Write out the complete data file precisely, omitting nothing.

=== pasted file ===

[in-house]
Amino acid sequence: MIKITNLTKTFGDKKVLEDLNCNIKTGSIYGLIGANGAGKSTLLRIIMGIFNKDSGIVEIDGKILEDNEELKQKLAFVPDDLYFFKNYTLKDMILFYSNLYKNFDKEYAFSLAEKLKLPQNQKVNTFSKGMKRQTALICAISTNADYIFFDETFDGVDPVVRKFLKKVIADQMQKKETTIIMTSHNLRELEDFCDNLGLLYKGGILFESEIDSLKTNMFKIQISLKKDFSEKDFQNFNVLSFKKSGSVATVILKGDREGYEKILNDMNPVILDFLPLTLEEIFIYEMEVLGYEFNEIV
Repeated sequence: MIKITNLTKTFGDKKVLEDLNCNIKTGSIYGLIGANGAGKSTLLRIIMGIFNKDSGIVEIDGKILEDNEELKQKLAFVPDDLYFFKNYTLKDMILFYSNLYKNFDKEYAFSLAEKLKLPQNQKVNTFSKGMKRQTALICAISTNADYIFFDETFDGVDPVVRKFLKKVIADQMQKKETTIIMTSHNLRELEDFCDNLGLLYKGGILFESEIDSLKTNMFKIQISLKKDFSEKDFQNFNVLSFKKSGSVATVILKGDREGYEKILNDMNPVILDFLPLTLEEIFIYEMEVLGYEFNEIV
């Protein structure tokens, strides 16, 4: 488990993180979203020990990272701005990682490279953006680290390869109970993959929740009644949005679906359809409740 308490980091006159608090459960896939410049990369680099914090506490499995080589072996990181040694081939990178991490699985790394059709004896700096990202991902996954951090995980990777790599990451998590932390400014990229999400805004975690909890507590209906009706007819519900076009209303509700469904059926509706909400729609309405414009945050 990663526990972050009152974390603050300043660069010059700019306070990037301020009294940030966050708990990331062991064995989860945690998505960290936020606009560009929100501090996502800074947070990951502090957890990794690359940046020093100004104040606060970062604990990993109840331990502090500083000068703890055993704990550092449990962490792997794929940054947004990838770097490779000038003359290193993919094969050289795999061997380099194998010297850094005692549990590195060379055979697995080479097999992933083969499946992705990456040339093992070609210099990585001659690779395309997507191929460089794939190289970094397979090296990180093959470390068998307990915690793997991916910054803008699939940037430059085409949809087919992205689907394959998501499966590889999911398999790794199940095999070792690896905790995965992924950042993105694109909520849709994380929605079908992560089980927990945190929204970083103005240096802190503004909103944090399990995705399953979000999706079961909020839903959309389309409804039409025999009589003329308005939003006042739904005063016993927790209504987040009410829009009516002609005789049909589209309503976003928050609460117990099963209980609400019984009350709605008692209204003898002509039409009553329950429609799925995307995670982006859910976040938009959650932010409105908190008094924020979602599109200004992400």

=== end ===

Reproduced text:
[in-house]
Amino acid sequence: MIKITNLTKTFGDKKVLEDLNCNIKTGSIYGLIGANGAGKSTLLRIIMGIFNKDSGIVEIDGKILEDNEELKQKLAFVPDDLYFFKNYTLKDMILFYSNLYKNFDKEYAFSLAEKLKLPQNQKVNTFSKGMKRQTALICAISTNADYIFFDETFDGVDPVVRKFLKKVIADQMQKKETTIIMTSHNLRELEDFCDNLGLLYKGGILFESEIDSLKTNMFKIQISLKKDFSEKDFQNFNVLSFKKSGSVATVILKGDREGYEKILNDMNPVILDFLPLTLEEIFIYEMEVLGYEFNEIV
Repeated sequence: MIKITNLTKTFGDKKVLEDLNCNIKTGSIYGLIGANGAGKSTLLRIIMGIFNKDSGIVEIDGKILEDNEELKQKLAFVPDDLYFFKNYTLKDMILFYSNLYKNFDKEYAFSLAEKLKLPQNQKVNTFSKGMKRQTALICAISTNADYIFFDETFDGVDPVVRKFLKKVIADQMQKKETTIIMTSHNLRELEDFCDNLGLLYKGGILFESEIDSLKTNMFKIQISLKKDFSEKDFQNFNVLSFKKSGSVATVILKGDREGYEKILNDMNPVILDFLPLTLEEIFIYEMEVLGYEFNEIV
């Protein structure tokens, strides 16, 4: 488990993180979203020990990272701005990682490279953006680290390869109970993959929740009644949005679906359809409740 308490980091006159608090459960896939410049990369680099914090506490499995080589072996990181040694081939990178991490699985790394059709004896700096990202991902996954951090995980990777790599990451998590932390400014990229999400805004975690909890507590209906009706007819519900076009209303509700469904059926509706909400729609309405414009945050 990663526990972050009152974390603050300043660069010059700019306070990037301020009294940030966050708990990331062991064995989860945690998505960290936020606009560009929100501090996502800074947070990951502090957890990794690359940046020093100004104040606060970062604990990993109840331990502090500083000068703890055993704990550092449990962490792997794929940054947004990838770097490779000038003359290193993919094969050289795999061997380099194998010297850094005692549990590195060379055979697995080479097999992933083969499946992705990456040339093992070609210099990585001659690779395309997507191929460089794939190289970094397979090296990180093959470390068998307990915690793997991916910054803008699939940037430059085409949809087919992205689907394959998501499966590889999911398999790794199940095999070792690896905790995965992924950042993105694109909520849709994380929605079908992560089980927990945190929204970083103005240096802190503004909103944090399990995705399953979000999706079961909020839903959309389309409804039409025999009589003329308005939003006042739904005063016993927790209504987040009410829009009516002609005789049909589209309503976003928050609460117990099963209980609400019984009350709605008692209204003898002509039409009553329950429609799925995307995670982006859910976040938009959650932010409105908190008094924020979602599109200004992400």